See How It’s Done: Four Examples of How One Photographer Traveled Lighter

See How It’s Done: Four Examples of How One Photographer Traveled Lighter

UK-based architectural and fine art photographer Quintin Lake previously gave us his six camera bag tips for travel photographers. He has also put together four short case studies from his travels to show how he managed to still travel light, even in the wildest of conditions.

In each case, Quintin tells us where he traveled to, for how long, the weight of his gear, and what bag(s) he used to carry it all. He manages to remain true to his “less is more” philosophy, even when trekking across the Arctic for a month. Learn more about his experiences, and check out the amazing photos he took along the way.

Case study 1: Arctic landscape photography

Duration: 1 month

Travel style: Self-sufficient expedition. Tent, food, fuel, mountaineering equipment, food and medical equipment for the time in the field.

Weight of camera gear: 2.5 kg/5.5 lbs.

Weight of supplementary gear: 78 kg/172 lbs.

Camera bags: CCS pouches and holster with canoe bag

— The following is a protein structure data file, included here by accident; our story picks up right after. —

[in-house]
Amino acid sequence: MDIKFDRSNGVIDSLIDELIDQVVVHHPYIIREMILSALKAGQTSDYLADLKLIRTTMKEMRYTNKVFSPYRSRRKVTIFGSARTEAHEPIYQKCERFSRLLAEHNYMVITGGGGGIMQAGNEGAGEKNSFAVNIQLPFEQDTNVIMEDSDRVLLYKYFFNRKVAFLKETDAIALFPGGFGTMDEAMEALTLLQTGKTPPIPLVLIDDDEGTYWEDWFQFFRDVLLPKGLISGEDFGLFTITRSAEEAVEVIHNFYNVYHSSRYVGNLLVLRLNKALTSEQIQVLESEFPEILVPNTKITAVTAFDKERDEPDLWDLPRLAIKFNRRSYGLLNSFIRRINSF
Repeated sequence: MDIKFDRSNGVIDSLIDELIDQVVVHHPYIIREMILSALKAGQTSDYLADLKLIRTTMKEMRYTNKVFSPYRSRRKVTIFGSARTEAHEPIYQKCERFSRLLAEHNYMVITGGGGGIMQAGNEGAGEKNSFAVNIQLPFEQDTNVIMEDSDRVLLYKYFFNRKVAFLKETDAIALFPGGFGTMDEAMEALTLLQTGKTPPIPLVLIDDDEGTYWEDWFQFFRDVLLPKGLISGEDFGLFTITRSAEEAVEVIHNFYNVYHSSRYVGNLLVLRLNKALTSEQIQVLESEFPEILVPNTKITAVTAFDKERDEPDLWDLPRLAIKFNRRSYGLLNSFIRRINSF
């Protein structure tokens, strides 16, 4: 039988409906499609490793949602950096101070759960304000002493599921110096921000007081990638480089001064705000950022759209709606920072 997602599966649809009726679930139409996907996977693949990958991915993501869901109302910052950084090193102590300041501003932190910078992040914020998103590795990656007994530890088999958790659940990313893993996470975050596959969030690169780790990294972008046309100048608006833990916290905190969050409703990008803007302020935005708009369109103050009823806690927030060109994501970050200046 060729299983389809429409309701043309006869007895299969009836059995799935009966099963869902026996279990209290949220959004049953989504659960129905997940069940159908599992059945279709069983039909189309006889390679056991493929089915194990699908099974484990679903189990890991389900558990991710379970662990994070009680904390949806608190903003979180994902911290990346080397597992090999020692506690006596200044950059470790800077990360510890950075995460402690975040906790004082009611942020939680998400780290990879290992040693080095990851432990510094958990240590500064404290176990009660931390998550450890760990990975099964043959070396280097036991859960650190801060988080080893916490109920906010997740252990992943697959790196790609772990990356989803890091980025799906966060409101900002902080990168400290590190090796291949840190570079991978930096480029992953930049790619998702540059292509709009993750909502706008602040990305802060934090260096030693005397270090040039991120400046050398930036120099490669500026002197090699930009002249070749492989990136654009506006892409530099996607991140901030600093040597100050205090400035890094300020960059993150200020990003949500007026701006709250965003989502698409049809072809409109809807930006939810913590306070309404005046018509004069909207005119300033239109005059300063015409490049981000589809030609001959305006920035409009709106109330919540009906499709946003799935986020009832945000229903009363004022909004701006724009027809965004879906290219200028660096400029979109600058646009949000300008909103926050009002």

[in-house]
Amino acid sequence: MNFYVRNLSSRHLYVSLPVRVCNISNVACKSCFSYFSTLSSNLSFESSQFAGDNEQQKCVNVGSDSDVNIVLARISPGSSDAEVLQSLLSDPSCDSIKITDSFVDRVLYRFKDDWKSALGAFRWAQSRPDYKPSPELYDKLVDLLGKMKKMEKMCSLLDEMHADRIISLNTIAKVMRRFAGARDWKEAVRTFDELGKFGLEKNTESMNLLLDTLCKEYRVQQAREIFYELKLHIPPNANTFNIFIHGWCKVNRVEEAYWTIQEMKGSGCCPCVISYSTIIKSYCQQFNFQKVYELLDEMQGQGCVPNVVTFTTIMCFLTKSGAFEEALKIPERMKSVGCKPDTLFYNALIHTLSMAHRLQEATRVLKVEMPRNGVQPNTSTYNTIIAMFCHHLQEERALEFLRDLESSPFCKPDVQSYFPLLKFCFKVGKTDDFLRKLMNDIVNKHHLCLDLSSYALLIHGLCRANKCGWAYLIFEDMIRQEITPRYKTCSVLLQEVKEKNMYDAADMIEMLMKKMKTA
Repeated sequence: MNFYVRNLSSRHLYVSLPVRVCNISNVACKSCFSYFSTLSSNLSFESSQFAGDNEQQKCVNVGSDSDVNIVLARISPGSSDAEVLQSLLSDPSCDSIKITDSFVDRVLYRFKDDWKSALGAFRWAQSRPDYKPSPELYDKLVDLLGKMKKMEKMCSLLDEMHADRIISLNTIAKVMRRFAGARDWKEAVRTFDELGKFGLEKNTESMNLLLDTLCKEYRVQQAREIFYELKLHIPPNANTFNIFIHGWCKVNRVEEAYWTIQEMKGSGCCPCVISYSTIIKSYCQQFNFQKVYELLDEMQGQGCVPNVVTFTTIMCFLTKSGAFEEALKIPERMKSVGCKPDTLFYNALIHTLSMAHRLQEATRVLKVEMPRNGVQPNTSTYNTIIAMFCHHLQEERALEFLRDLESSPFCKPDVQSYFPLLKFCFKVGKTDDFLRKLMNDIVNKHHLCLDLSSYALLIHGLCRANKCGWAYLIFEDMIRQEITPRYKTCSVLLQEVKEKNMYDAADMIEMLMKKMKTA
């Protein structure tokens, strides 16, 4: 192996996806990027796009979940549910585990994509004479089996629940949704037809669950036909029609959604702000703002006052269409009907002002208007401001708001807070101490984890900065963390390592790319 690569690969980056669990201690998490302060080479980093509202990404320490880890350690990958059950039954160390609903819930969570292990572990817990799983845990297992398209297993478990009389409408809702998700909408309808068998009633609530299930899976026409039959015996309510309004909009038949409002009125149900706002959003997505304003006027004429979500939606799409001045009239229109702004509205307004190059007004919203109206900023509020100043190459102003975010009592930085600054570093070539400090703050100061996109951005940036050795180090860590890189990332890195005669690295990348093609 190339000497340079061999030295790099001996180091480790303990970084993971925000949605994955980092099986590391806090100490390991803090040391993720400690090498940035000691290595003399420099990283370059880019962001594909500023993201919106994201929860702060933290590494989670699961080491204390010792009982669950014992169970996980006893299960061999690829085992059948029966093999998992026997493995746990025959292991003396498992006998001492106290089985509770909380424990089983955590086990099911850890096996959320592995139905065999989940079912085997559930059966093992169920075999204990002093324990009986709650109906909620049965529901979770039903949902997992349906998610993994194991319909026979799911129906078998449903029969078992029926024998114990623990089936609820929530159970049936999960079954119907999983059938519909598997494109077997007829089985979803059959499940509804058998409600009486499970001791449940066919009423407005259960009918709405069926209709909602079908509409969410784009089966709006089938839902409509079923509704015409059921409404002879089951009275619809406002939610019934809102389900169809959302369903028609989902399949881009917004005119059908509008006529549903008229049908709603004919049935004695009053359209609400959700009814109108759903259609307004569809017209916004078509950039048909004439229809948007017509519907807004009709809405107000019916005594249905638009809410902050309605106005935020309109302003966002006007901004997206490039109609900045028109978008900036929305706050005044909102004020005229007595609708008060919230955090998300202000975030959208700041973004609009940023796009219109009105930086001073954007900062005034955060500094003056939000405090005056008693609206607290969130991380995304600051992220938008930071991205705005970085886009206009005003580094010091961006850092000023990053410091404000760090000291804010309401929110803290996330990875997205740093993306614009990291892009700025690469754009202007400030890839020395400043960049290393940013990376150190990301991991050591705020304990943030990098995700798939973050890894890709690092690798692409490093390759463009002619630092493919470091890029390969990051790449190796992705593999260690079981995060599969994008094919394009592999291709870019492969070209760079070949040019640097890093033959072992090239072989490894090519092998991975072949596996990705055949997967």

As I was pulling a pulk (sledge) and climbing mountains, I used a holster and pouches around my waist to carry my camera and stored these in an Ortleib canoe bag when not in use.

Midnight Mountains, Greenland, 2006 (Winner Travel Photographer of The year, Portfolio 2010)

Greenland landscape, 2006 (Winner Travel Photographer of The year, Portfolio 2010)

Quintin Lake pulling a 80KG pulk (sledge) with food and equipment for a month expedition in Greenland, 2006. Camera carried on CCS waist holster, which slides to rear when not needed.

Case study 2: Street photography in Iran

Duration: 3 weeks

Travel Style: independent travel, hostels, hotels

Weight of camera gear: 3.5 kg/7.7 lbs.

Weight of supplementary gear: 4 kg/8.8 lbs.

Camera bags: Billingham Hadley Small Black Canvas

This journey lent itself to the more traditional approach of using a shoulder bag. The black Hadley is very fast to work from and doesn’t draw any attention.

An Iranian girl looks out from the trunk of Sarv-e Abar-Kuh “cypress of Abar-Kuh”, also called the Zoroastrian Sarv, is a Cupressus sempervirens tree in Abarkuh, Yazd Iran. It is estimated to be over four thousand years old and may be the oldest living thing in Asia. Iran, 2008.